Also on my maternal line, I am the senior second cousin.  (So you see what I am getting at here?)

My siblings (bless their little hearts) revel in reminding me of my age. (Yep, I got it: I am the old one. Nuff said…)

Lately, this insatiable need to acknowledge my ancientness seems to be afflicting my extended family, as well. At a recent family event, one of my much younger cousins informed me that I am the matriarch of our generation. Matriarch? (Where are my orthopedic shoes and support hose?)

At first, I was taken aback to be dubbed a matriarch. (Really, I’m not THAT old, am I?) But then, I really started to think about it. And the more I thought about it, the more I will admit that my younger cousin might, just might, be onto something.

It is true: I am the eldest of our generation. It is also correct that I am the current keeper of the family’s history.

Considering that a matriarch is defined as: “A mother, an older woman who is respected or venerated within a family, the female leader in the family”, being a matriarch doesn’t sound too bad. In fact, it sounds sort of like a compliment. (Although, I still don’t like the “older” part…not at all.)

So, for now, I think I’ll just be a matriarch-in-training. How does that sound? Many, many moons from now, I promise that I will embrace my matriarchal persona. (Bring on the gray hair and laugh lines…. well, maybe NOT!) Until then, I will just keep calm, and matriarch on.

Originally published on 13 February 2016, Matriarchal Me

Stop, Drop, and Roll

I am one of those carpool moms. It wasn’t something I aspired to be, but there you have it.

Each school day, I drop off my kiddos en route to work instead of shoving them on the bus. This allows them a few more minutes of sleep and me a few more moments of sanity before the day begins.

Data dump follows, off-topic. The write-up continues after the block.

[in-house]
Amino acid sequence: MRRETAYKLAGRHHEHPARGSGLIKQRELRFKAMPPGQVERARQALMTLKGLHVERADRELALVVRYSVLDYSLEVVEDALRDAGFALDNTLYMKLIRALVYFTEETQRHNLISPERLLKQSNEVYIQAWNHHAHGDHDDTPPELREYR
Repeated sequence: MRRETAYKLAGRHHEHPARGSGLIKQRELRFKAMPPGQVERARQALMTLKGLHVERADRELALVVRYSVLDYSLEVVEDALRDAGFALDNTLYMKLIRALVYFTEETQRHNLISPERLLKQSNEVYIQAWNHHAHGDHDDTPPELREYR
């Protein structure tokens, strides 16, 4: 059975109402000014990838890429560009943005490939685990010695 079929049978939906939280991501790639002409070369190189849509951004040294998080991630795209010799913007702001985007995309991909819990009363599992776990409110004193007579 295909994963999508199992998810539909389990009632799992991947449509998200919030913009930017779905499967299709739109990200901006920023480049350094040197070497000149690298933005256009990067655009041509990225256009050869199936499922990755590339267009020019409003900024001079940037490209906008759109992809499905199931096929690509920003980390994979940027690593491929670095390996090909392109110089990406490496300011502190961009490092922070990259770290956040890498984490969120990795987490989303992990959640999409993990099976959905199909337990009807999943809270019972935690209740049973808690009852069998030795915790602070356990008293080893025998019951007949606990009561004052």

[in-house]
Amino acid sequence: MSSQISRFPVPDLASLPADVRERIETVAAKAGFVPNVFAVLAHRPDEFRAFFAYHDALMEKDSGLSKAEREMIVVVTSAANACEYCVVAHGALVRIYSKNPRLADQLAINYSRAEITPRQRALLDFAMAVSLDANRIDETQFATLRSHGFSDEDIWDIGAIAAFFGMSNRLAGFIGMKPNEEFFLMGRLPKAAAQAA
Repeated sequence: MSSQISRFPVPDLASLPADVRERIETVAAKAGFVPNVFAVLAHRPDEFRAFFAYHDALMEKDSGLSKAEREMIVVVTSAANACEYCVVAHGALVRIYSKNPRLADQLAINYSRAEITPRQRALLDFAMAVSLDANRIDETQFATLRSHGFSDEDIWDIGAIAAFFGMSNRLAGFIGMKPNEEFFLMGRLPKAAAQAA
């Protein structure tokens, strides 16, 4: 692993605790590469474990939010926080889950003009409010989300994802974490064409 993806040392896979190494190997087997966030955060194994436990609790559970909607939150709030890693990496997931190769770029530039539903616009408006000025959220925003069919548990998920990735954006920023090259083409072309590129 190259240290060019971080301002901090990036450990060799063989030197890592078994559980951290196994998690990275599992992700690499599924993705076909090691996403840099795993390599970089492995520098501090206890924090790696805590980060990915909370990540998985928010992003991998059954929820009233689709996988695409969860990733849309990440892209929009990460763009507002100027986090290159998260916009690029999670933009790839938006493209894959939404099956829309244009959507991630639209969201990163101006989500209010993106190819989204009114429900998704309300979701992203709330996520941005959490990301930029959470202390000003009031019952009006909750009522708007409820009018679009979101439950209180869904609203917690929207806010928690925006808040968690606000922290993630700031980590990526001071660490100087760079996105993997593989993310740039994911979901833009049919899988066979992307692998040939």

On Friday, when I dropped off my younger child at the school, the line of cars seemed never-ending. “Did everyone miss the bus this morning?” I wondered.

Oh well, so it will take a bit more time than usual. “At least I left early,” I thought.

So we waited… and waited… and waited. After a while, I felt like a character in a Beckett play: “What the heck is going on up there? Are we waiting for Godot?”

Well, it seems that some of those parents/grandparents must have been sending their babies off to battle with the amount of coddling and cooing that was happening at the front of the queue. “Seriously, people, you do know that the school returns them at the end of the day, don’t you?!” I muttered.

Finally, the kiss ’em, cuddle ’em clan departed and the rest of us could advance forward. Hallelujah! I was now near the point where I could “legally” drop off my rugger, when I noticed that I was no longer running early; in fact, I was close to running late. Oh crap!

As we crept forward at a snail’s pace, I informed my child, as I do every day, “Work hard, be good, learn lots, and have fun. I love you very much.” No reason to waste time later when it could be said during the lull, am I right?

Meanwhile, my child, who had been chomping at the bit to bolt, was poised, hand on handle and pack on back. No sooner had I halted the car, then out the door popped my kiddo, at a run, yelling, “Love you, Mom. Have a nice day!”